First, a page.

Last week, Canada’s ‘Daily Commercial News’ wrote about the need for asset recycling to be a core practice for public organizations. This followed the publication of a report by RCCAO about asset use in Ontario titled: ‘Building new infrastructure on the foundation of existing public assets‘.
“Asset recycling is a concept that basically speaks to leveraging the existing investments that taxpayers have in public assets. It tries to find a way to make them perform better and drive more value from that past investment,” explains Michael Fenn.
And that’s exactly what it is. Asset recycling is not just about protecting existing assets; it’s about leveraging existing assets. It offers numerous benefits, although all too often its supporters claim a single one. So we thought we would share the multiple benefits we see day-in, day-out from asset management best practices:
It’s sustainable, and adds to ‘green’ credentials. In the four decades that we’ve been advising and delivering furniture asset management best practices, the need for government organizations and commercial businesses to demonstrate sustainability and to share their green credentials has certainly grown. Asset management is an undeniably sustainable practice: it slashes carbon emissions, reduces landfill waste and decreases consumption of new resources.
It drives stakeholder value. As existing assets are leveraged through recycling, re-use or remanufacturing, more value is delivered to stakeholders. This includes shareholders, taxpayers, citizens, travelers or students.
Budgets are saved. Government organizations and higher education are under budget pressure. Hotels are constantly looking for ways to reduce spend while maintaining standards. Across the board businesses and institutions need to protect the bottom line. We repeatedly see up to eighty percent of budgets saved through furniture asset management best practices.
Budgets can be re-allocated. This applies to each industry that we work with, including government, education and hospitality. The stress of prioritizing tight budgets is a headache for any general, facility or resources manager. Being able to save budget and spend it in areas that deliver greater returns, competitive differentiators and benefits to citizens, users or customers, is a sound business decision.
Want to find out more about the returns your organization could reap from furniture asset management? Then please contact us today: email@example.com.
In a recent post we discussed one of the cornerstones of furniture asset management; inventory management. At The Refinishing Touch we not only provide refinishing, remanufacturing and re-upholstery services, we also help our customers to manage and track those furnishings and fixtures as capital assets, using web-based asset management tools.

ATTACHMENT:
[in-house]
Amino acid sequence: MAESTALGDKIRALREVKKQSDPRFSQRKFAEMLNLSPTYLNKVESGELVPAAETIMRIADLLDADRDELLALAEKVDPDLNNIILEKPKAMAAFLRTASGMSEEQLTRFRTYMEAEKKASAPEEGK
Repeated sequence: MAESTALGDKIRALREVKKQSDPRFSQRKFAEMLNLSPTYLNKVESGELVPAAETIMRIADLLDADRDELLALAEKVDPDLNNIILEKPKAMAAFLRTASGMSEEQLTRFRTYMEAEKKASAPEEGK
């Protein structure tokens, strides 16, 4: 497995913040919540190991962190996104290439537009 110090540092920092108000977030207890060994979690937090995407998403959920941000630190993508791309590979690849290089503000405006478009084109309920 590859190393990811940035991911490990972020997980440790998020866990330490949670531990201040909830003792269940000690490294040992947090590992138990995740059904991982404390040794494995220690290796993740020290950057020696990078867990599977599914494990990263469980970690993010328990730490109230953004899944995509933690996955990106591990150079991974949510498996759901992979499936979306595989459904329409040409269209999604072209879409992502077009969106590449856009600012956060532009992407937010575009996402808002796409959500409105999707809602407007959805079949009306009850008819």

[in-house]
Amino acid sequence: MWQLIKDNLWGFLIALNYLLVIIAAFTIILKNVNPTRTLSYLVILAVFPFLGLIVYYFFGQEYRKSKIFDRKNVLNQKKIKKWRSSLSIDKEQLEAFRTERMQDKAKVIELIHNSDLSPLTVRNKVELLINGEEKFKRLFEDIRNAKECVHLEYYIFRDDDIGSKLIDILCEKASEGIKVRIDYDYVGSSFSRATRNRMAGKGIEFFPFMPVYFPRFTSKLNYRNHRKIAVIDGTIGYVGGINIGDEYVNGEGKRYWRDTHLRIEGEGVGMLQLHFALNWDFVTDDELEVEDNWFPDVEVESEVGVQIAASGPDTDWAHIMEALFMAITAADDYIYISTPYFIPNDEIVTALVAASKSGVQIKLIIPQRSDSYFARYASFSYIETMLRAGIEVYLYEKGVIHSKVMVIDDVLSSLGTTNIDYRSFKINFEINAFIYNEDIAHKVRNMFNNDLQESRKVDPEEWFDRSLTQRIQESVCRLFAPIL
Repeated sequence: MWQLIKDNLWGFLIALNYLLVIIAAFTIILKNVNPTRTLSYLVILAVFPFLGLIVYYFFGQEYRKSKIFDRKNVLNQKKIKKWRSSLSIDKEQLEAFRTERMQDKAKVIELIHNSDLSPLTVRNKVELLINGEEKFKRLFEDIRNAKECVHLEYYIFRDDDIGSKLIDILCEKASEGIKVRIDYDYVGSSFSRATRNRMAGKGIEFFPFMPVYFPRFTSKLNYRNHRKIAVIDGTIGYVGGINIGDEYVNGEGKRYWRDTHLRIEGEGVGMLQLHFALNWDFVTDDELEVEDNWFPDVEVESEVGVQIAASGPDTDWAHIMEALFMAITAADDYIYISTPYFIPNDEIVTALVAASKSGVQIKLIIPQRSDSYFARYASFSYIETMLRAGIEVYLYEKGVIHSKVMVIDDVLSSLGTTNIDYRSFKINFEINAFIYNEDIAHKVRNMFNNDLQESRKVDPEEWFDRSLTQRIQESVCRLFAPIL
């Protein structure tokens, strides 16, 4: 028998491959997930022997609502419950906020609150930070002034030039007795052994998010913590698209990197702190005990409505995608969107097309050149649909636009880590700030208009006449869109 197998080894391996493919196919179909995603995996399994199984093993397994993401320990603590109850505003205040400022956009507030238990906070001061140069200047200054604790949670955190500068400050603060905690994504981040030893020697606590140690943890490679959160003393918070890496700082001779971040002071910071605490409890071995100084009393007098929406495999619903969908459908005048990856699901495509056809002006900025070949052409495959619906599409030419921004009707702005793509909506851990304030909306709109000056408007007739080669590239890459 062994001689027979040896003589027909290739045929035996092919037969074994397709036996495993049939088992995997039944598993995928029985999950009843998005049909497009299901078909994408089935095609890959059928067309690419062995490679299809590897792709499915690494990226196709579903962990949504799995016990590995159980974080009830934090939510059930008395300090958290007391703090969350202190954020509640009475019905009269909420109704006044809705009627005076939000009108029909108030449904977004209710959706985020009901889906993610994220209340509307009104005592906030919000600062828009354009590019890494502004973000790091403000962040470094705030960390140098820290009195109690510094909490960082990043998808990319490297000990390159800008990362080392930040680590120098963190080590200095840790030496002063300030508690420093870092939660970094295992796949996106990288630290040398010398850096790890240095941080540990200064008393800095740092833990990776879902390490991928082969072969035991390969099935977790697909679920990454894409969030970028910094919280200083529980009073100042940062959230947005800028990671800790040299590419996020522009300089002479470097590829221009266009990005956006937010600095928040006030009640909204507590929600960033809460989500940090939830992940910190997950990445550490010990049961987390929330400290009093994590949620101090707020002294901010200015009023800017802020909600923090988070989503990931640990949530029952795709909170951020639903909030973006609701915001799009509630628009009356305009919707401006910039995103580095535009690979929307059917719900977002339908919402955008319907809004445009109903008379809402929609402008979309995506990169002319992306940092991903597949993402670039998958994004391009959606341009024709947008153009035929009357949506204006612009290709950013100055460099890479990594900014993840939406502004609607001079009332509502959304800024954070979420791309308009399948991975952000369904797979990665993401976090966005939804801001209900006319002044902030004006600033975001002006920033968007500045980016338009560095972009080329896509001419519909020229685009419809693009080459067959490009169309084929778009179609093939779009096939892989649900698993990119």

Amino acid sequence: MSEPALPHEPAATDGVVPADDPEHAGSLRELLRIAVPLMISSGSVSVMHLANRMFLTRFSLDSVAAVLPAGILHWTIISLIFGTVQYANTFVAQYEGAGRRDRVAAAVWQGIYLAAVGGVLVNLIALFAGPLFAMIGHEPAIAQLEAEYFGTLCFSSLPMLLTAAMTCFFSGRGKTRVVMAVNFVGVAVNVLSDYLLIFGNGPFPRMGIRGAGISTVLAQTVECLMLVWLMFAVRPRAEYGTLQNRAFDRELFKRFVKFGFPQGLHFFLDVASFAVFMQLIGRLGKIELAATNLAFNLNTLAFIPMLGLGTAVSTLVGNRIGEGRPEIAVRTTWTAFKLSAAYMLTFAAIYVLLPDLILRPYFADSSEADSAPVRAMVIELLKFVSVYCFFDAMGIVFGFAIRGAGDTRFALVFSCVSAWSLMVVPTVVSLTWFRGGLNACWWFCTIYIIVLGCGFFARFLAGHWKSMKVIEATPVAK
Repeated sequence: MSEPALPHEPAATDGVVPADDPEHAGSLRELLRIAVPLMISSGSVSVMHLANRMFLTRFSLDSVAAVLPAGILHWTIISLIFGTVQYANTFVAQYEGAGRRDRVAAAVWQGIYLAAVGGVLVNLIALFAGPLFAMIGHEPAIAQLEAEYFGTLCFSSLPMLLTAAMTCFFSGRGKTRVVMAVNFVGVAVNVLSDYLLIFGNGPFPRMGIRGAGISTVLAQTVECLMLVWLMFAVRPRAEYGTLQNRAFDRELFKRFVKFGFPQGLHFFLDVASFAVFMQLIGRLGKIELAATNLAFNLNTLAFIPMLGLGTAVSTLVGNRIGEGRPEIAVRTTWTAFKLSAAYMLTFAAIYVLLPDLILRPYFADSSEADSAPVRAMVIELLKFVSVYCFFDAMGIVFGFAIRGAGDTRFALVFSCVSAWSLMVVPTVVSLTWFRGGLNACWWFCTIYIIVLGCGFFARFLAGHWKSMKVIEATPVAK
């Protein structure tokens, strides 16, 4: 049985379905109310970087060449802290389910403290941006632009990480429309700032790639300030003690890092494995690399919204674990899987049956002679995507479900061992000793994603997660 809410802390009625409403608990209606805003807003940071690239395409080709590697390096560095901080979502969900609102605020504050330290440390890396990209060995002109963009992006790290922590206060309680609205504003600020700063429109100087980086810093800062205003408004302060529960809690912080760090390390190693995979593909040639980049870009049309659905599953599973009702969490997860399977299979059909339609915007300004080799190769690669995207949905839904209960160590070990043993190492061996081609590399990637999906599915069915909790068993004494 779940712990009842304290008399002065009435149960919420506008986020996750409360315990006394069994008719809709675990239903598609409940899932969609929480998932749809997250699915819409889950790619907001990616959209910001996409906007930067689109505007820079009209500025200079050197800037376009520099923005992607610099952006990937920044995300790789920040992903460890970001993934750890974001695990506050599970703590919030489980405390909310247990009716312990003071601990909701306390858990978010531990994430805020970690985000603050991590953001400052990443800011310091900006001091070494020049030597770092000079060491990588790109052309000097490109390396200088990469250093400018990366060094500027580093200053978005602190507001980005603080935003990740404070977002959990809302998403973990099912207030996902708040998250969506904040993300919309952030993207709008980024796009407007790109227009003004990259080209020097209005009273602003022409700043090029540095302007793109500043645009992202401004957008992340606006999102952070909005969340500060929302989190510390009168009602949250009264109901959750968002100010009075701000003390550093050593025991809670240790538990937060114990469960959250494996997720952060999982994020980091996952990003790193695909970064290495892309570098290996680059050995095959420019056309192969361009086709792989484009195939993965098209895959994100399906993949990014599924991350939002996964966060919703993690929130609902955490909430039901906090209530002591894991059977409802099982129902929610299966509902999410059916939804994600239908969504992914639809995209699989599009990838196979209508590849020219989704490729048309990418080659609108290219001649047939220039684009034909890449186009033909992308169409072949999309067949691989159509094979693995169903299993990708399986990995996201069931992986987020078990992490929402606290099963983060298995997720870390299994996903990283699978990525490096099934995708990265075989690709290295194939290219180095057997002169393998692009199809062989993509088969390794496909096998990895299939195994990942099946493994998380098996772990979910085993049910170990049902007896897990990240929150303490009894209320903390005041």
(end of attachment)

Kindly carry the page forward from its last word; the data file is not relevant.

When TRT was founded back in 1977, we became known for providing environmentally-safe furniture refinishing services, but times have changed considerably. Today our business is about managing assets, helping our customers to manage expenditure and their business continuity needs.
What makes us different isn’t just the longevity of our materials and finishes. It’s our ability to work on-site, to ensure our customers stay open and productive. The industries in which we work: hospitality, education and government, have little tolerance for downtime and rooms cannot be out of use for days or weeks. Furniture is a vital part of these operations, and it needs refinishing, re-upholstery or remanufacturing because the organization is busy and successful. Creating downtime therefore has a direct calculable dollar cost. If a hotel, public sector organization, or educational facility has rooms of action it causes problems,so we work safely and responsibly onsite.
Our onsite approach is efficient in terms of both cost and carbon. We know that the alternative, transporting furniture offsite, is a waste of time, money and carbon dioxide. We are able to work onsite when many large refinishing companies cannot. This comes as a result of four decades of experience doing just that. We know better than anyone how to minimize disruption, move seamlessly from room to room, and how to ensure that those rooms are back in operation quickly.
Using non-toxic processes are also crucial in working onsite. We don’t use solvents in our processes and our non-toxic lacquers don’t contain dangerous Volatile Organic Compounds (VOCs). They are hypoallergenic, safe and clean, because we understand how important it is to use safe, responsible products.
Our approach to furniture asset management certainly guarantees indoor air quality and safety. But in business terms, it means quicker processes, lower labor costs and a quicker turnaround on refinished rooms for everybody involved.
Contact us at firstname.lastname@example.org to discuss how onsite furniture asset management can save your organization time, money and downtime.